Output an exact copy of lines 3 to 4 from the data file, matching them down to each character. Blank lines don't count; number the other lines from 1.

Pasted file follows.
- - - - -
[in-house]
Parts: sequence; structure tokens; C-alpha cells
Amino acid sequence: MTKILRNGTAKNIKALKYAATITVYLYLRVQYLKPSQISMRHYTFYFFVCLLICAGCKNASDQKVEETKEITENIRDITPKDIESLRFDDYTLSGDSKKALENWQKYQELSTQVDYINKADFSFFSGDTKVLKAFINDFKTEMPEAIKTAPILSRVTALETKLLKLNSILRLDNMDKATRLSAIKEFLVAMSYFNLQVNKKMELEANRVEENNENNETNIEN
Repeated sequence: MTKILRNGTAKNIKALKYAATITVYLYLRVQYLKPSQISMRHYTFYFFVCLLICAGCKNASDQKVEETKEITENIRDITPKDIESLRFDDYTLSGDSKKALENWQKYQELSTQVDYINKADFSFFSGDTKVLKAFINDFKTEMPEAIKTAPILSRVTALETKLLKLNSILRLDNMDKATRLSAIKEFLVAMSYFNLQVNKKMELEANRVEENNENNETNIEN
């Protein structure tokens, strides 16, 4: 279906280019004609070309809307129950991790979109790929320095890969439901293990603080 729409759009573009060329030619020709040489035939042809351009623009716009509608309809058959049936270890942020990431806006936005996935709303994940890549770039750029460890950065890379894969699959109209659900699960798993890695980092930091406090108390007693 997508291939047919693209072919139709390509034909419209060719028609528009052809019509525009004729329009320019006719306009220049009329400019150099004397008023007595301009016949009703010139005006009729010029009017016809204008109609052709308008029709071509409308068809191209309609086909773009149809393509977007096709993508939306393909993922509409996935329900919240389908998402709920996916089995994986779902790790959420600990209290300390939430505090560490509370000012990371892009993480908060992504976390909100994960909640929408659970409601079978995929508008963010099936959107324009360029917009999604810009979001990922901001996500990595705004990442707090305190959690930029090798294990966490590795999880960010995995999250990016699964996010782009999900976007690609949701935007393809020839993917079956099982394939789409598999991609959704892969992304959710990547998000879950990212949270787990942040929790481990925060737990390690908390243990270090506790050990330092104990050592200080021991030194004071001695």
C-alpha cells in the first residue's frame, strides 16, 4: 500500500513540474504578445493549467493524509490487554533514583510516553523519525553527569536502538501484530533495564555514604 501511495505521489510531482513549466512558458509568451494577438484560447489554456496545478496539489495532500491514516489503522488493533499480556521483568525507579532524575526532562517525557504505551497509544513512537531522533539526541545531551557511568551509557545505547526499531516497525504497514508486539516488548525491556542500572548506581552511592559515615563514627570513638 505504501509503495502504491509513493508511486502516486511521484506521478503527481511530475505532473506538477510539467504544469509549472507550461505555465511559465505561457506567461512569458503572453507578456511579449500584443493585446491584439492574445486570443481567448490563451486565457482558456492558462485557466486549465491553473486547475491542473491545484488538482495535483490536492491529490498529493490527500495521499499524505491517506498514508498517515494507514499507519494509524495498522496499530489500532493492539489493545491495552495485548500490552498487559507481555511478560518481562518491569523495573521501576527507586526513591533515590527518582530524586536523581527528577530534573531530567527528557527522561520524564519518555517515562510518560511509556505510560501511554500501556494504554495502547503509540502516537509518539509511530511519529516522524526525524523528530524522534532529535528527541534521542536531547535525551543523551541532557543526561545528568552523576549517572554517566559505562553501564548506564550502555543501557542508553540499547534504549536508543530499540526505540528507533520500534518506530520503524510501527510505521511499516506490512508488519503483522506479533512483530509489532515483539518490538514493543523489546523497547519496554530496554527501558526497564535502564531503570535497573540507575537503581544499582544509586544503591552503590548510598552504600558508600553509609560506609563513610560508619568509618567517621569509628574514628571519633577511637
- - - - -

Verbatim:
Amino acid sequence: MTKILRNGTAKNIKALKYAATITVYLYLRVQYLKPSQISMRHYTFYFFVCLLICAGCKNASDQKVEETKEITENIRDITPKDIESLRFDDYTLSGDSKKALENWQKYQELSTQVDYINKADFSFFSGDTKVLKAFINDFKTEMPEAIKTAPILSRVTALETKLLKLNSILRLDNMDKATRLSAIKEFLVAMSYFNLQVNKKMELEANRVEENNENNETNIEN
Repeated sequence: MTKILRNGTAKNIKALKYAATITVYLYLRVQYLKPSQISMRHYTFYFFVCLLICAGCKNASDQKVEETKEITENIRDITPKDIESLRFDDYTLSGDSKKALENWQKYQELSTQVDYINKADFSFFSGDTKVLKAFINDFKTEMPEAIKTAPILSRVTALETKLLKLNSILRLDNMDKATRLSAIKEFLVAMSYFNLQVNKKMELEANRVEENNENNETNIEN